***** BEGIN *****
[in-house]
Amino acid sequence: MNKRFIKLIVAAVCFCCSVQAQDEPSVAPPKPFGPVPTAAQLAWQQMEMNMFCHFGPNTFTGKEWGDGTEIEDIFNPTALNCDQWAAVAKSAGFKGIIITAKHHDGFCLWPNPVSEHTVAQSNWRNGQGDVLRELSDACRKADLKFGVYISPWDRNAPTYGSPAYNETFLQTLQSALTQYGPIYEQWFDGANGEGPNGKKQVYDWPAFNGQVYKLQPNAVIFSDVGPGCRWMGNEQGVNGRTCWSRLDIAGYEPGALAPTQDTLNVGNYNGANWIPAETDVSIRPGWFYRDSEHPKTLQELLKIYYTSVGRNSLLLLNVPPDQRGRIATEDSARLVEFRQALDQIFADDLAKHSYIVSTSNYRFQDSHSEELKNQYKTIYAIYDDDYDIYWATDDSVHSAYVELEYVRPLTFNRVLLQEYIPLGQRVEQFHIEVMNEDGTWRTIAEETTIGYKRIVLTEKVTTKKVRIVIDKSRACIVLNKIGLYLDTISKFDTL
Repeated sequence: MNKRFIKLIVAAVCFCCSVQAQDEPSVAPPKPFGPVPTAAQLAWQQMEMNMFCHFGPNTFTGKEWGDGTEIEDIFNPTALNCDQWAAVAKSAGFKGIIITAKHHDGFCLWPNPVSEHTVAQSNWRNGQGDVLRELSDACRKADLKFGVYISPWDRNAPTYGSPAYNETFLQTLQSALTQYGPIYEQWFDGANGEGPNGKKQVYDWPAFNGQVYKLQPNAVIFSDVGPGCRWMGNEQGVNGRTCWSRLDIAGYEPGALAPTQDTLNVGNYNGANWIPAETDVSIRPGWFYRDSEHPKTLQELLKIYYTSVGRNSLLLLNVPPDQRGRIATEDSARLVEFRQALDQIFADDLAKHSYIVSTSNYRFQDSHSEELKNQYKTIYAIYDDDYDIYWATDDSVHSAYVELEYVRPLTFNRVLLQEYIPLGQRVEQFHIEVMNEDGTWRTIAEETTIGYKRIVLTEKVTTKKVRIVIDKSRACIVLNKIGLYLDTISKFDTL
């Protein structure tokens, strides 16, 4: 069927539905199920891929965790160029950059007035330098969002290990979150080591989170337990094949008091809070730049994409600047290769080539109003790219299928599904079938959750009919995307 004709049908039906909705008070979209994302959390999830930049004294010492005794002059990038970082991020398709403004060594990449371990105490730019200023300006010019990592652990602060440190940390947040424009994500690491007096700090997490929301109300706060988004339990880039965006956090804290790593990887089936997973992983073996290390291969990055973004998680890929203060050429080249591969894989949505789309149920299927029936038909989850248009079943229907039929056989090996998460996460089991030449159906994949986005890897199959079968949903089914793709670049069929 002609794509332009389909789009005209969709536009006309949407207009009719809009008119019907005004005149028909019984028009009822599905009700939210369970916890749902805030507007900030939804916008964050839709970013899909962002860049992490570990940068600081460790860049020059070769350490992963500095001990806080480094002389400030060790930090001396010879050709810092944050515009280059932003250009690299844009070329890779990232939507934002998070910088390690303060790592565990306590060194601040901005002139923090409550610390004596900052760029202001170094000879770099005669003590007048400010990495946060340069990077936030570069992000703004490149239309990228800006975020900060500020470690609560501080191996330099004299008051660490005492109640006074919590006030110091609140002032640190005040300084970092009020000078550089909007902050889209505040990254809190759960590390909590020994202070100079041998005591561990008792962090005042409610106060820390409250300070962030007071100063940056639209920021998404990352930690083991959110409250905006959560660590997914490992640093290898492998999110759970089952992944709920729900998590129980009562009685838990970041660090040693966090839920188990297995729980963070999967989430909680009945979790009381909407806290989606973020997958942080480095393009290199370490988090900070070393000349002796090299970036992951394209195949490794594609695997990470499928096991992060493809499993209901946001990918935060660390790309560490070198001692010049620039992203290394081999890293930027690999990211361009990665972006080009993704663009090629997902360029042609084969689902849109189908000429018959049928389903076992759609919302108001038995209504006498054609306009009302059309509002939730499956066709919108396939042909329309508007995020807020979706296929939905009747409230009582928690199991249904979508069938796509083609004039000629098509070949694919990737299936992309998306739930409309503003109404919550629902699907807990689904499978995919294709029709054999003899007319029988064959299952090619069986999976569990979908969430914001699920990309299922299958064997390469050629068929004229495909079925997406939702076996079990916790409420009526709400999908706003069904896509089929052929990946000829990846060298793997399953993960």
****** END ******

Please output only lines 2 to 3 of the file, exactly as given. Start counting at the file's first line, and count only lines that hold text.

Amino acid sequence: MNKRFIKLIVAAVCFCCSVQAQDEPSVAPPKPFGPVPTAAQLAWQQMEMNMFCHFGPNTFTGKEWGDGTEIEDIFNPTALNCDQWAAVAKSAGFKGIIITAKHHDGFCLWPNPVSEHTVAQSNWRNGQGDVLRELSDACRKADLKFGVYISPWDRNAPTYGSPAYNETFLQTLQSALTQYGPIYEQWFDGANGEGPNGKKQVYDWPAFNGQVYKLQPNAVIFSDVGPGCRWMGNEQGVNGRTCWSRLDIAGYEPGALAPTQDTLNVGNYNGANWIPAETDVSIRPGWFYRDSEHPKTLQELLKIYYTSVGRNSLLLLNVPPDQRGRIATEDSARLVEFRQALDQIFADDLAKHSYIVSTSNYRFQDSHSEELKNQYKTIYAIYDDDYDIYWATDDSVHSAYVELEYVRPLTFNRVLLQEYIPLGQRVEQFHIEVMNEDGTWRTIAEETTIGYKRIVLTEKVTTKKVRIVIDKSRACIVLNKIGLYLDTISKFDTL
Repeated sequence: MNKRFIKLIVAAVCFCCSVQAQDEPSVAPPKPFGPVPTAAQLAWQQMEMNMFCHFGPNTFTGKEWGDGTEIEDIFNPTALNCDQWAAVAKSAGFKGIIITAKHHDGFCLWPNPVSEHTVAQSNWRNGQGDVLRELSDACRKADLKFGVYISPWDRNAPTYGSPAYNETFLQTLQSALTQYGPIYEQWFDGANGEGPNGKKQVYDWPAFNGQVYKLQPNAVIFSDVGPGCRWMGNEQGVNGRTCWSRLDIAGYEPGALAPTQDTLNVGNYNGANWIPAETDVSIRPGWFYRDSEHPKTLQELLKIYYTSVGRNSLLLLNVPPDQRGRIATEDSARLVEFRQALDQIFADDLAKHSYIVSTSNYRFQDSHSEELKNQYKTIYAIYDDDYDIYWATDDSVHSAYVELEYVRPLTFNRVLLQEYIPLGQRVEQFHIEVMNEDGTWRTIAEETTIGYKRIVLTEKVTTKKVRIVIDKSRACIVLNKIGLYLDTISKFDTL